Should I see my doctor?
You should see your doctor if:
- Your baby’s irritability/crying/fussing is longer than three hours total (per 24 hours) on more than three days of the week
- If you feel your baby is at risk of dehydration – symptoms including: dry skin, reduced urine output, yellow smelly urine, hard poo
- If you feel your baby’s growth and weight gain is being affected by the amount of milk that is lost in vomits
Is my baby losing nutrition?
Often the volume that your baby regurgitates seems bigger than it actually is. If your baby is still growing well, then it is likely that they are still receiving everything that they need. If however your baby’s weight gain is not adequate, there is the possibility that they are losing too much milk and are not getting what they need. In this situation, seek medical advice.
How do you diagnose Reflux?
Often reflux is diagnosed without clinical investigation (such as a 24 hour pH monitoring which tests how much acid is coming back up into the oesophagous). If your baby’s symptoms improve after treatment, (such as reflux medication) they may be diagnosed with reflux.
Is reflux an allergy?
Clinically diagnosed reflux is not an allergy, however gut mediated cow’s milk protein allergy in infants can cause very similar symptoms of vomiting, regurgitation and irritability. For this reason it can be confusing and difficult to determine whether it is actual reflux or a cows milk allergy reaction.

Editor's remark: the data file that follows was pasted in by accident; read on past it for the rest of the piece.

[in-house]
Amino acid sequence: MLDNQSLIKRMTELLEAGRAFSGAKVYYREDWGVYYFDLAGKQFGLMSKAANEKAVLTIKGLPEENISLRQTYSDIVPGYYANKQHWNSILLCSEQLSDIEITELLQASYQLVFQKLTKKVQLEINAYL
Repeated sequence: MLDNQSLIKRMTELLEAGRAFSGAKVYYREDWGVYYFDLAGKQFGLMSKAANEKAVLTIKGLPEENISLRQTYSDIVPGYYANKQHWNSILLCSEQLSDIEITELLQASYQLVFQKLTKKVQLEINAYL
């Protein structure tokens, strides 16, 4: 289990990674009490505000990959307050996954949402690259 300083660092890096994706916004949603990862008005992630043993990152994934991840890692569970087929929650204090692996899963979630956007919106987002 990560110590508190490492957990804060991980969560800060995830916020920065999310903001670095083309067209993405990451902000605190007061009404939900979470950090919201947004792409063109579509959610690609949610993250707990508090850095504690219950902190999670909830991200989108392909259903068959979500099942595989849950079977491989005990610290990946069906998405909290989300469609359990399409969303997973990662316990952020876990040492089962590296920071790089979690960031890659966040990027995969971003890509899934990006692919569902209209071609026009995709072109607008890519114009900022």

Dietary Elimination of cows milk and soy
A dietary trial of removing cows milk and soy products may well improve symptoms of colic, cows milk protein allergy and reflux. This involves a 2-4 week trial of the mother strictly removing all cows milk protein and soy protein from her diet if breastfeeding. If the baby is formula fed, they should be changed to an appropriate cows milk and soy free formula - advised by your health professional (note: goat and sheep milk are not suitable).
Will thickening breastmilk help?